After years of turmoil, the tension between Israel and Lebanon has once again heightened with the announcement by Lebanese Prime Minister Saad Hariri that his government will support Hezbollah – a Lebanese political organization which both Israel and the United States consider a terrorist group – should violence transpire.
This declaration came days before the fifth anniversary of the assassination of former Prime Minister Rafik Hariri – the father of the current prime minister – who was killed in a bombing while protesting the Syrian government’s role in Lebanon. Although Prime Minister Saad Hariri blames Syria for the bombing that claimed his father’s life, along with the lives of 21 other people, he still seeks to carry on good relations with his eastern neighbor.
While Hariri’s message was meant as a warning to Israel, Avigdor Lieberman – Israel’s foreign minister – sees it instead as something Hariri was compelled to articulate. However, even with this stance, Israel issued warnings to its citizens discouraging them from traveling to Islamic countries.
Hariri’s coalition has a narrow majority in Parliament over Hezbollah’s political alliance, although Hezbollah still has veto power in Hariri’s Cabinet. Israel equates Hariri’s situation in government to that of a captive that may never be free of Hezbollah. In fact, in 2008 when the Lebanese government attempted to limit Hezbollah’s influence, Lebanon experienced a wave of sectarian violence throughout Sunni neighborhoods.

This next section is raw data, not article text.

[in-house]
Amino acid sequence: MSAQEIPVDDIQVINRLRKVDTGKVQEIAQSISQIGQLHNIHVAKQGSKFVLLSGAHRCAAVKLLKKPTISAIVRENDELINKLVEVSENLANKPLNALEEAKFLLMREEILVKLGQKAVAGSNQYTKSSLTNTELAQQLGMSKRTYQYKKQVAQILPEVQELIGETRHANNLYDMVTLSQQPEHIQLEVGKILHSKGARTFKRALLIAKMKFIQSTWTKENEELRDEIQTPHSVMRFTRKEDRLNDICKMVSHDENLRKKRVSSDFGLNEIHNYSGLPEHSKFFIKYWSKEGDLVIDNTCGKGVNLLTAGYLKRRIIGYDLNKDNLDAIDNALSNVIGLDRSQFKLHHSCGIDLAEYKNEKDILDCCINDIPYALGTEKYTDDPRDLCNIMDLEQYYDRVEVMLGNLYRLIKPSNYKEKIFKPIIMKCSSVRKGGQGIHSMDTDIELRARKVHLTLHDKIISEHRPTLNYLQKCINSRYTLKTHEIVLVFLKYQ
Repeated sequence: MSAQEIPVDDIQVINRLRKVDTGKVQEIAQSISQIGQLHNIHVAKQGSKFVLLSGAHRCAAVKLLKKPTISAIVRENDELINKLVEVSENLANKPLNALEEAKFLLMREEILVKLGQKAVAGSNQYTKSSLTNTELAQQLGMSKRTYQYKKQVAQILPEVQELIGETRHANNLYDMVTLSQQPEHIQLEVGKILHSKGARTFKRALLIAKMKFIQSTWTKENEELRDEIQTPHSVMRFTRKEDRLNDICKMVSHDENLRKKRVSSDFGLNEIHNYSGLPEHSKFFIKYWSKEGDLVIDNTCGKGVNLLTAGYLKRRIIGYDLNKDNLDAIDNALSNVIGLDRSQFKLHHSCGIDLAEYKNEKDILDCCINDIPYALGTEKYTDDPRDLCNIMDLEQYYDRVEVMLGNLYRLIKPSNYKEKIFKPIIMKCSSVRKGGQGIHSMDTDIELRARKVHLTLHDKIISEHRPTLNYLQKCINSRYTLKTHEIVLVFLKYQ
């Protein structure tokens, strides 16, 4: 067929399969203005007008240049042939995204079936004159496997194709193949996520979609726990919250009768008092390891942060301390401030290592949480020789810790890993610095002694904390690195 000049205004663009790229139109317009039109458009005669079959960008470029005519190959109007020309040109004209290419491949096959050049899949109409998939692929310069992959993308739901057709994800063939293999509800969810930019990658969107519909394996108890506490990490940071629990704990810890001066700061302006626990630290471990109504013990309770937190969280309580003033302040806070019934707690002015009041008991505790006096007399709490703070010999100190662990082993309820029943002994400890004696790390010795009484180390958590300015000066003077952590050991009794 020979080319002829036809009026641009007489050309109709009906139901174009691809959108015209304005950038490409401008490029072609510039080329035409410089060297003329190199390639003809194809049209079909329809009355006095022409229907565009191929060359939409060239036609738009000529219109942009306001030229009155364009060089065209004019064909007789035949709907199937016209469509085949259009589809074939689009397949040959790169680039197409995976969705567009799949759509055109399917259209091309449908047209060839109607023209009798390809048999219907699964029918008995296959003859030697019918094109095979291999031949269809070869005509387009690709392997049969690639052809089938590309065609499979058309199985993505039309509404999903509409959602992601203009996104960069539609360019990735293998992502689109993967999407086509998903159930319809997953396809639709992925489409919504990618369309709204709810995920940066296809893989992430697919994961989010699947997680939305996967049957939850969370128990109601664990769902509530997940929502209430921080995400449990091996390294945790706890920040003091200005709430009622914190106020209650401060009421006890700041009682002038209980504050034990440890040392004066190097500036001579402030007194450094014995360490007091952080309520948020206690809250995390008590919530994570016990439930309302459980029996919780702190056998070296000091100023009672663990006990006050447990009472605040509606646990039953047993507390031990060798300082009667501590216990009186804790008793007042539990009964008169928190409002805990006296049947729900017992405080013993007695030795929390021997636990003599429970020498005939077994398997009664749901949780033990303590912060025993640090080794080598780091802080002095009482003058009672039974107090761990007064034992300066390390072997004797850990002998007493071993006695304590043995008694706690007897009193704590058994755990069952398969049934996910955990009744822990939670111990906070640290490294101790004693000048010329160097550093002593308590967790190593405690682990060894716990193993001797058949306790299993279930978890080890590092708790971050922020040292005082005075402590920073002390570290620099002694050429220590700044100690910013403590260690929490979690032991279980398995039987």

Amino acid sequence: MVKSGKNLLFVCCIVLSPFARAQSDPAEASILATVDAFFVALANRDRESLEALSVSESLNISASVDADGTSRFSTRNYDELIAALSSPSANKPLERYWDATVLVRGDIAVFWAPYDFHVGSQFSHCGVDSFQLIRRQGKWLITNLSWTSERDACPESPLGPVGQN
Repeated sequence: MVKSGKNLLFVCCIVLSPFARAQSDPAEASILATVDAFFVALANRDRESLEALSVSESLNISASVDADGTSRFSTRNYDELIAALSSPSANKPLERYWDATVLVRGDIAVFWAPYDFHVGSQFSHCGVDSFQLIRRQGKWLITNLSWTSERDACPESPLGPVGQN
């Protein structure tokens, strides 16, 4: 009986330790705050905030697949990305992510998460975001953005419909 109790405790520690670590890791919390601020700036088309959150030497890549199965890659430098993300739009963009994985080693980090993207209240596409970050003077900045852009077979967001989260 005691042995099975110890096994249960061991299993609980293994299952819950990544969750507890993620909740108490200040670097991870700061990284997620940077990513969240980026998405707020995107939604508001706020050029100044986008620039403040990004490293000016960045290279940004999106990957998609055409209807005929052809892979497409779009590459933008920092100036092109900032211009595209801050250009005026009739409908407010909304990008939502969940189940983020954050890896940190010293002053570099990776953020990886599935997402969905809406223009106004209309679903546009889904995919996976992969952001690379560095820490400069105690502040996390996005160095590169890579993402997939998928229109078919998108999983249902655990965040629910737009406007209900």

Israel and Lebanon, or rather Israel and Hezbollah, are no strangers to conflict. In 2006, Hezbollah abducted two Israeli soldiers, which instigated a 34-day long war resulting in the death of over 1,200 Lebanese, mostly civilians. Nevertheless, Hezbollah declared the exchange a victory since it not only survived, but also hurt Israel.
Still, Hezbollah professed it would not have acted in such a way had they been able to foresee the desolation that ensued. This, at least for the time being, reassured Lebanon that Hezbollah would not try to provoke another Israeli attack.
Israel, however, is not quite as assuming. According to Mona DeBaz, a political science professor at John Carroll, “Israel feels threatened by Hezbollah,” especially now that it is part of the Lebanese government.
“Israel would feel no regrets at all for attacking Lebanon if it were provoked by Hezbollah,” said DeBaz.
Hezbollah has its strongest foundation in the southern region of Lebanon. What began as a guerilla force progressed into an institutional organization that has an active voice in the Lebanese government. With Iranian support, Hezbollah has established schools, clinics, farms and various other services to provide for many underprivileged Shiites in Lebanon.
Hezbollah’s link to Iran is largely ideological, as both are members of the Shiite sect of Islam; however, the relationship is also deliberate and designed to spread Iran’s influence throughout the region.